5 Reasons to Visit Southeast Oahu

5 Reasons to Visit Southeast Oahu

An easy drive from Waikiki rewards explorers with marine-life mingling, a lighthouse hike and solitary beach strolls By: Marty Wentzel
<p>Sea Life Park acquaints clients with a wide range of maritime creatures. // © 2017 Sea Life Park</p><p>Feature image (above): The trail to Makapuu...

Sea Life Park acquaints clients with a wide range of maritime creatures. // © 2017 Sea Life Park

Feature image (above): The trail to Makapuu Lighthouse provides stunning views of the ocean and islands off Oahu’s easternmost point. // © 2017 Hawaii Tourism Authority/Tor Johnson


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Kalanianaole Highway may be hard to pronounce, but it’s the most direct way to take time off from Waikiki and head east. Within minutes of driving along this coastal route, visitors find themselves shedding “city mode” and entering a blissful world of astounding natural beauty.

Whether they’re craving activity and adventure or just a beach without crowds, clients can make a satisfying day of it as they explore the southeastern tip of Oahu. Following are five great things to do once they get there.

Halona Blowhole
Way back when Oahu’s volcanoes spewed, some of their molten lava dripped into the ocean and hardened into tubes. One result is Halona Blowhole, a fascinating rock formation. As waves rush toward shore, sea spray shoots up through the tubes, blasting as high as 30 feet into the air. The frothy spectacle is easy to see from a cliffside lookout just off the highway. In between bursts, clients can savor panoramas of the eastern coastline and, on clear days, the neighboring islands of Molokai and Lanai.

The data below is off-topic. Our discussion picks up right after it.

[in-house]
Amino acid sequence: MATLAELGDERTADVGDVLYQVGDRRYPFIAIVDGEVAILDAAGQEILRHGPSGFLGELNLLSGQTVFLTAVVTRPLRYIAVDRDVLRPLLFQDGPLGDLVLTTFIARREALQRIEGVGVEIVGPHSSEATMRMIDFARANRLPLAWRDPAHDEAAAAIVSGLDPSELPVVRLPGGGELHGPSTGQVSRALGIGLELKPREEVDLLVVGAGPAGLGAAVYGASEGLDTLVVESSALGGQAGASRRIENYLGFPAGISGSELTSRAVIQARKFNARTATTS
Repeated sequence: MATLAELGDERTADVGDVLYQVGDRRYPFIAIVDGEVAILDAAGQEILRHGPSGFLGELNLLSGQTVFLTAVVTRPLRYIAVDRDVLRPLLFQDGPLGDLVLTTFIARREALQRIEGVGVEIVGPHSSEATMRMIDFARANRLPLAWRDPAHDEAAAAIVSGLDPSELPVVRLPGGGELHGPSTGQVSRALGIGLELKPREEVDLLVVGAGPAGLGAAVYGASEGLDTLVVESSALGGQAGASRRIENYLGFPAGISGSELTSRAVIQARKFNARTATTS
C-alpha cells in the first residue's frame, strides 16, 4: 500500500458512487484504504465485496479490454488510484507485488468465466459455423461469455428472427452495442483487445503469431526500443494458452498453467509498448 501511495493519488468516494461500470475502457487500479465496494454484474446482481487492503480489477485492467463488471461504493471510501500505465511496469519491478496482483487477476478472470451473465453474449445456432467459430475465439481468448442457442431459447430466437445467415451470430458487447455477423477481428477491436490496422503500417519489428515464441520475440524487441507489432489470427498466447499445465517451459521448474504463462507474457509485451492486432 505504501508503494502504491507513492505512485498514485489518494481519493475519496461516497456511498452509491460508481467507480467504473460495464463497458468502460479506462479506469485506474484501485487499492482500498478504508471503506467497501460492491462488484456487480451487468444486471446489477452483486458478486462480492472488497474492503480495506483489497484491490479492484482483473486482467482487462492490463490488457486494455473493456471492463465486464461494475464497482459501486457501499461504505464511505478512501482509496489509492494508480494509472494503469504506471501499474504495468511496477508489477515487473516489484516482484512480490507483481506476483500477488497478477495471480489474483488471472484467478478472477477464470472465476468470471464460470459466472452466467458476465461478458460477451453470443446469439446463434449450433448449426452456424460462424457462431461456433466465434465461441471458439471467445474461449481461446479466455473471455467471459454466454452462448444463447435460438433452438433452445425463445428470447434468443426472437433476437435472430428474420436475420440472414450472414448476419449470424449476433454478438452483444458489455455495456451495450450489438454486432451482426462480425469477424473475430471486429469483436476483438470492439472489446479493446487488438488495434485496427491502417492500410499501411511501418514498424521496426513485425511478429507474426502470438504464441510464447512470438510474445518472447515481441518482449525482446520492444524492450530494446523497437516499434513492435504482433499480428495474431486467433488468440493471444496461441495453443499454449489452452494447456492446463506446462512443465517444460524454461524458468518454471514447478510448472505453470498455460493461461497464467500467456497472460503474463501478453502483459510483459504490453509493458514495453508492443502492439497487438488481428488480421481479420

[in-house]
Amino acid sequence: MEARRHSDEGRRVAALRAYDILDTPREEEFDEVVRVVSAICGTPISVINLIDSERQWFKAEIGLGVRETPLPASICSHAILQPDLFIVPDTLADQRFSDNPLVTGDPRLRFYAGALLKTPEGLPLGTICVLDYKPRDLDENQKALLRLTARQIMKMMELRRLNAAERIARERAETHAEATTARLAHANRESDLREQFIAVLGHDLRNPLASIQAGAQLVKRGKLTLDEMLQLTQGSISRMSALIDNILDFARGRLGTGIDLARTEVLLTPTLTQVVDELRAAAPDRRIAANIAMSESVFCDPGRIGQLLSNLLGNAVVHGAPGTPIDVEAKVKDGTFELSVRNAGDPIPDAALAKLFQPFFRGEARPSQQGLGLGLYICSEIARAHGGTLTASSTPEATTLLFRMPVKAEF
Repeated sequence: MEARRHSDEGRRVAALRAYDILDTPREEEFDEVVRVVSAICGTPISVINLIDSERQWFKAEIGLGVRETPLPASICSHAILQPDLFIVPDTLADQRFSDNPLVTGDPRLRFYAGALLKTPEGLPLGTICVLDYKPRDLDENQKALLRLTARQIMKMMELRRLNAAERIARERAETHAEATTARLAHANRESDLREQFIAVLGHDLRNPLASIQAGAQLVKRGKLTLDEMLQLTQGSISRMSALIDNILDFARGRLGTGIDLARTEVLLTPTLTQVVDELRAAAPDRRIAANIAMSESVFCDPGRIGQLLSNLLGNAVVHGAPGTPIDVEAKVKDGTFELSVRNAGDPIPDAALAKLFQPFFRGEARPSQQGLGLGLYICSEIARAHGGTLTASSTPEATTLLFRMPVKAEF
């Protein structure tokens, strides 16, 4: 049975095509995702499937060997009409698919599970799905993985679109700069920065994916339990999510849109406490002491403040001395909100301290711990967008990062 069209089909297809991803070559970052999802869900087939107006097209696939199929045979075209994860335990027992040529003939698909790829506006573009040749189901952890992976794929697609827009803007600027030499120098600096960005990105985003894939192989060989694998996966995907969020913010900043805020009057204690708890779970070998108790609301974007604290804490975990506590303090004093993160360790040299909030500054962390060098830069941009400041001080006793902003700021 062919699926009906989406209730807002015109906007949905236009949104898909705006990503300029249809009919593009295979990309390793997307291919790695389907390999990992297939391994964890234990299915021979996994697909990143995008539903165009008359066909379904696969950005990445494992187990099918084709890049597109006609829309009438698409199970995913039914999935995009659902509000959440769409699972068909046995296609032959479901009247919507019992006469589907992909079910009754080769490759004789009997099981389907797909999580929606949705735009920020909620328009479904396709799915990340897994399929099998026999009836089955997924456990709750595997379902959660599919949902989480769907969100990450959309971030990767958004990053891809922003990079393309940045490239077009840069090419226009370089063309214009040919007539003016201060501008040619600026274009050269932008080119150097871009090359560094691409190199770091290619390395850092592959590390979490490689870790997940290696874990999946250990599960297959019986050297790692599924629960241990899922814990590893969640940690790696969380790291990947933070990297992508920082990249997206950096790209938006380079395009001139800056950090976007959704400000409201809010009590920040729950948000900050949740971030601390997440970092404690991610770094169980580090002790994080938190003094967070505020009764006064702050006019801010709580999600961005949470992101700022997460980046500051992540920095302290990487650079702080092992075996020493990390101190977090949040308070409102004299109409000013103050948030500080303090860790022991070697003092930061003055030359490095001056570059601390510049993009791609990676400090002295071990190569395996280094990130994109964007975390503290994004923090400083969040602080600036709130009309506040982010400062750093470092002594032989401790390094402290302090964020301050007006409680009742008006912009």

Hanauma Bay
A 25-minute drive from Waikiki, this natural aquarium is teeming with 400 types of fish species. Created tens of thousands of years ago, the volcanic crater evolved into a protected marine life conservation area in 1967. The waters are so pristine that simple knee-deep wading leads to views of tropical wonders, from Moorish idols and yellow tangs to the humuhumunukunukuapuaa (Hawaii’s state fish). First-time visitors are asked to watch a short video about snorkeling responsibly and safely.

www.honolulu.gov

Makapuu Point Lighthouse
Oahu’s easternmost point plays home to this 46-foot-tall beacon. Built in 1909, it features the largest lighthouse lens in the U.S. Clients can reach it by hiking up a 1-mile paved path. Once at the top, the vista from a 600-foot-high sea cliff is tough to beat. It’s a swell spot for snapping photos of nearby Rabbit Island, which looks like a swimming bunny, as well as smaller or more distant islands. In winter, breaching and spouting humpback whales put on a show offshore. 

www.dlnr.hawaii.gov

Sea Life Park Hawaii
This splashy attraction enjoys a perfect perch overlooking the coast. Clients can keep busy here for hours as they peruse the 300,000-gallon Hawaiian reef aquarium; stroll by the monk seal habitat and seabird sanctuary; and watch performances by dolphins, penguins and sea lions. Visitors can interact with the park’s residents during activities such as dolphin swims and educational talks with trainers. The park’s luau entertains guests as the sun sets.

www.sealifeparkhawaii.com

Waimanalo
A quiet coastal town, Waimanalo lays claim to one of Oahu’s longest beaches, which stretches 5 miles. Clients can access the sand from Waimanalo Beach Park, Waimanalo Bay State Recreation Park or Bellows Beach Park. The fluted Koolau mountains provide a dramatic backdrop to the area’s swimmable, turquoise waters. When it’s time for a break from the beach, clients can grab a bite from a few casual eateries that serve plate lunches, poke and local favorites.

 

 

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